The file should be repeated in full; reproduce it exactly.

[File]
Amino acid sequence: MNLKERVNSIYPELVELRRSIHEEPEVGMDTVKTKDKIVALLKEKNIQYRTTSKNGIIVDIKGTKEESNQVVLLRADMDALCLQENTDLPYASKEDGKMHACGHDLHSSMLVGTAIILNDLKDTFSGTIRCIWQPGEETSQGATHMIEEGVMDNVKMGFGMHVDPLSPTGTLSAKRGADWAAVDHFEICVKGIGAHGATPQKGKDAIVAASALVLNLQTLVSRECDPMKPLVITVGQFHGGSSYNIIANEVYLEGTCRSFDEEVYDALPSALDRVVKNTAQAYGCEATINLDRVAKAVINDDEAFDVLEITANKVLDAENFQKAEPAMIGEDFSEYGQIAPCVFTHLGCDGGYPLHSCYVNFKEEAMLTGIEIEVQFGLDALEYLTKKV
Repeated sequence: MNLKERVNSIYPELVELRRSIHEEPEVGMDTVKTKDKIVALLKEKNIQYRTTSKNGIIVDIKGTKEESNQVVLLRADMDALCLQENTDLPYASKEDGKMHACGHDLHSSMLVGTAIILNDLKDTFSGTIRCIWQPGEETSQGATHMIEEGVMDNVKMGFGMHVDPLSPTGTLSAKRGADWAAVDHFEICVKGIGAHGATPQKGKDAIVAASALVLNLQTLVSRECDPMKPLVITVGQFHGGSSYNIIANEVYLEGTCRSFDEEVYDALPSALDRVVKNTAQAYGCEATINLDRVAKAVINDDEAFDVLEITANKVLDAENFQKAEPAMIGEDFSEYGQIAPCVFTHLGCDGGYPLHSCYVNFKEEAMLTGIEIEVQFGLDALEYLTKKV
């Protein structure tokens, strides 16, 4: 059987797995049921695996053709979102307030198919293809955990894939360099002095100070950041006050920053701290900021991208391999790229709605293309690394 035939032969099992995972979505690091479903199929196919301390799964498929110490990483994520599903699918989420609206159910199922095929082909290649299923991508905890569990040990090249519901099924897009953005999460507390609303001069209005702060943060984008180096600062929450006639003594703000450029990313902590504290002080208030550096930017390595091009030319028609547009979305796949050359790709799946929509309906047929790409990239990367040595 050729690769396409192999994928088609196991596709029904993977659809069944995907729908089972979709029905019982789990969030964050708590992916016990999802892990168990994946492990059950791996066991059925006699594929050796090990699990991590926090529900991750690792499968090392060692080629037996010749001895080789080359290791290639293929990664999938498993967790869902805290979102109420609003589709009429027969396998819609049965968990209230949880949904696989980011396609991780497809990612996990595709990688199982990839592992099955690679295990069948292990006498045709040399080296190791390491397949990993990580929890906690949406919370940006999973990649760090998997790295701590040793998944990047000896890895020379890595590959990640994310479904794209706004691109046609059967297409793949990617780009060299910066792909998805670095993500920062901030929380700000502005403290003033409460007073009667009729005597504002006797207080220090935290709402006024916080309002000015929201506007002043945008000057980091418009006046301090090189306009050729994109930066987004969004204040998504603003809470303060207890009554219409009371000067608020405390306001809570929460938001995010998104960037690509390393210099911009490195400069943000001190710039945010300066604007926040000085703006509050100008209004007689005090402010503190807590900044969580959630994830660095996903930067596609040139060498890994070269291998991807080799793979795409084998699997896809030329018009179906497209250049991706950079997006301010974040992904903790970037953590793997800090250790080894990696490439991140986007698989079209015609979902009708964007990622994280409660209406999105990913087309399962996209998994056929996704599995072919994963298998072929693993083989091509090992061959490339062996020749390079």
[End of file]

Amino acid sequence: MNLKERVNSIYPELVELRRSIHEEPEVGMDTVKTKDKIVALLKEKNIQYRTTSKNGIIVDIKGTKEESNQVVLLRADMDALCLQENTDLPYASKEDGKMHACGHDLHSSMLVGTAIILNDLKDTFSGTIRCIWQPGEETSQGATHMIEEGVMDNVKMGFGMHVDPLSPTGTLSAKRGADWAAVDHFEICVKGIGAHGATPQKGKDAIVAASALVLNLQTLVSRECDPMKPLVITVGQFHGGSSYNIIANEVYLEGTCRSFDEEVYDALPSALDRVVKNTAQAYGCEATINLDRVAKAVINDDEAFDVLEITANKVLDAENFQKAEPAMIGEDFSEYGQIAPCVFTHLGCDGGYPLHSCYVNFKEEAMLTGIEIEVQFGLDALEYLTKKV
Repeated sequence: MNLKERVNSIYPELVELRRSIHEEPEVGMDTVKTKDKIVALLKEKNIQYRTTSKNGIIVDIKGTKEESNQVVLLRADMDALCLQENTDLPYASKEDGKMHACGHDLHSSMLVGTAIILNDLKDTFSGTIRCIWQPGEETSQGATHMIEEGVMDNVKMGFGMHVDPLSPTGTLSAKRGADWAAVDHFEICVKGIGAHGATPQKGKDAIVAASALVLNLQTLVSRECDPMKPLVITVGQFHGGSSYNIIANEVYLEGTCRSFDEEVYDALPSALDRVVKNTAQAYGCEATINLDRVAKAVINDDEAFDVLEITANKVLDAENFQKAEPAMIGEDFSEYGQIAPCVFTHLGCDGGYPLHSCYVNFKEEAMLTGIEIEVQFGLDALEYLTKKV
């Protein structure tokens, strides 16, 4: 059987797995049921695996053709979102307030198919293809955990894939360099002095100070950041006050920053701290900021991208391999790229709605293309690394 035939032969099992995972979505690091479903199929196919301390799964498929110490990483994520599903699918989420609206159910199922095929082909290649299923991508905890569990040990090249519901099924897009953005999460507390609303001069209005702060943060984008180096600062929450006639003594703000450029990313902590504290002080208030550096930017390595091009030319028609547009979305796949050359790709799946929509309906047929790409990239990367040595 050729690769396409192999994928088609196991596709029904993977659809069944995907729908089972979709029905019982789990969030964050708590992916016990999802892990168990994946492990059950791996066991059925006699594929050796090990699990991590926090529900991750690792499968090392060692080629037996010749001895080789080359290791290639293929990664999938498993967790869902805290979102109420609003589709009429027969396998819609049965968990209230949880949904696989980011396609991780497809990612996990595709990688199982990839592992099955690679295990069948292990006498045709040399080296190791390491397949990993990580929890906690949406919370940006999973990649760090998997790295701590040793998944990047000896890895020379890595590959990640994310479904794209706004691109046609059967297409793949990617780009060299910066792909998805670095993500920062901030929380700000502005403290003033409460007073009667009729005597504002006797207080220090935290709402006024916080309002000015929201506007002043945008000057980091418009006046301090090189306009050729994109930066987004969004204040998504603003809470303060207890009554219409009371000067608020405390306001809570929460938001995010998104960037690509390393210099911009490195400069943000001190710039945010300066604007926040000085703006509050100008209004007689005090402010503190807590900044969580959630994830660095996903930067596609040139060498890994070269291998991807080799793979795409084998699997896809030329018009179906497209250049991706950079997006301010974040992904903790970037953590793997800090250790080894990696490439991140986007698989079209015609979902009708964007990622994280409660209406999105990913087309399962996209998994056929996704599995072919994963298998072929693993083989091509090992061959490339062996020749390079």